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Re: Firefox Remote Compromise Leaked
From: bkfsec <bkfsec () sdf lonestar org>
Date: Tue, 10 May 2005 16:33:03 -0400

Mary Landesman wrote:

I find security in understanding how best to secure a browser, rather than
switching to whichever one advertises the least vulnerabilities regardless
of how open that interpretation might be.

My point is that crunching numbers reveals different results, depending
solely on the desired outcome. One could equally argue that Firefox had the
advantage of learning from IE's mistakes, hence comparing the first six
months of a browser three years later becomes a moot point. But, of course,
if one were to make that argument, one would expect Firefox to have done
better in the previous six months, which it clearly has not.

Of course, you could also make the argument that Microsoft could have learned from Netscape and Mosaic when it bought the mess which became IE from Spyglass.

So that door swings both ways.

Not to mention that you're not talking about the same kinds of mistakes in firefox versus those in IE in all instances. Many of the flaws in IE come from its poorly planned position within MS Windows as an Operating System component. (Before people jump on me - I'm referring to its place in the interface. I'm well aware that it is not part of the Windows Kernel and that you can, if you intend to break a large number of programs, remove IE completely with enough work.) What kind of lessons would Firefox learn from IE's zoning issues? It wouldn't... and any argument that it would is specious at best.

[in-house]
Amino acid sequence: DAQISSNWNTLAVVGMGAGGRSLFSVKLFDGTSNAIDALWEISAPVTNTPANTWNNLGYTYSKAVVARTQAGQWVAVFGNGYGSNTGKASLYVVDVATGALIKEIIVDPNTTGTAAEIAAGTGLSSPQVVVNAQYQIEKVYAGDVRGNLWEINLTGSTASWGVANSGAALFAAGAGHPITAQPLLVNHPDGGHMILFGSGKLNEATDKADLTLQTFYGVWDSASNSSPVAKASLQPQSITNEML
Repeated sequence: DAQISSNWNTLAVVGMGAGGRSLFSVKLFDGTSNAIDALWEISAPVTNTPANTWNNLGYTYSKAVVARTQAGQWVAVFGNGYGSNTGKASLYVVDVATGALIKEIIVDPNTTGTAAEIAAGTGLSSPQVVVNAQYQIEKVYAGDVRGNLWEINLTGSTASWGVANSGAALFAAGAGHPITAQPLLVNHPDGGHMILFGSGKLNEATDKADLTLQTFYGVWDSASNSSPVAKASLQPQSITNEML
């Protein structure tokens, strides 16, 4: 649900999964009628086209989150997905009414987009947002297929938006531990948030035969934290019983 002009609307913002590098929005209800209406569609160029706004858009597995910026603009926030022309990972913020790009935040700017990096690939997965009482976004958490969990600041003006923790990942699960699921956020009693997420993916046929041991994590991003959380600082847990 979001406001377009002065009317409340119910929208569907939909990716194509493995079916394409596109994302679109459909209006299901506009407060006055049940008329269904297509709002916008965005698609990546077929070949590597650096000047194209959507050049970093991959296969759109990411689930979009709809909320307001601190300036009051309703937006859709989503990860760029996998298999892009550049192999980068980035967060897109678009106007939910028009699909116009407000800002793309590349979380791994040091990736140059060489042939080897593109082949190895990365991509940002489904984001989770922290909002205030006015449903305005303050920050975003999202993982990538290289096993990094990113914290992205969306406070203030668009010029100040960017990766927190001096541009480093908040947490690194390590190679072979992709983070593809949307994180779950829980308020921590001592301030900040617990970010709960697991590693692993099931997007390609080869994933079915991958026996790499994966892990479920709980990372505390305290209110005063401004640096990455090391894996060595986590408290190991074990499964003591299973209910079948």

Listen, there are no perfect programs. All programs will have bugs. If you track the statistics, you can play games with the numbers until you're blue in the face. However, what we can say is this:

- Firefox has, at this moment, only 1 quasi-functional unpatched hole while IE has 3 completely unpatched holes. - Firefox is not part of the OS interface and, as such, does not implement poorly concieved zoning interfaces. Mozilla/Firefox are designed the way that browsers should ideally be designed. Some of the holes found in Firefox rely on external programs (like Java) to do their dirty work and some of them are in the web standards and equally apply to IE.
Those are the facts, statistics be damned and firefox still wins.


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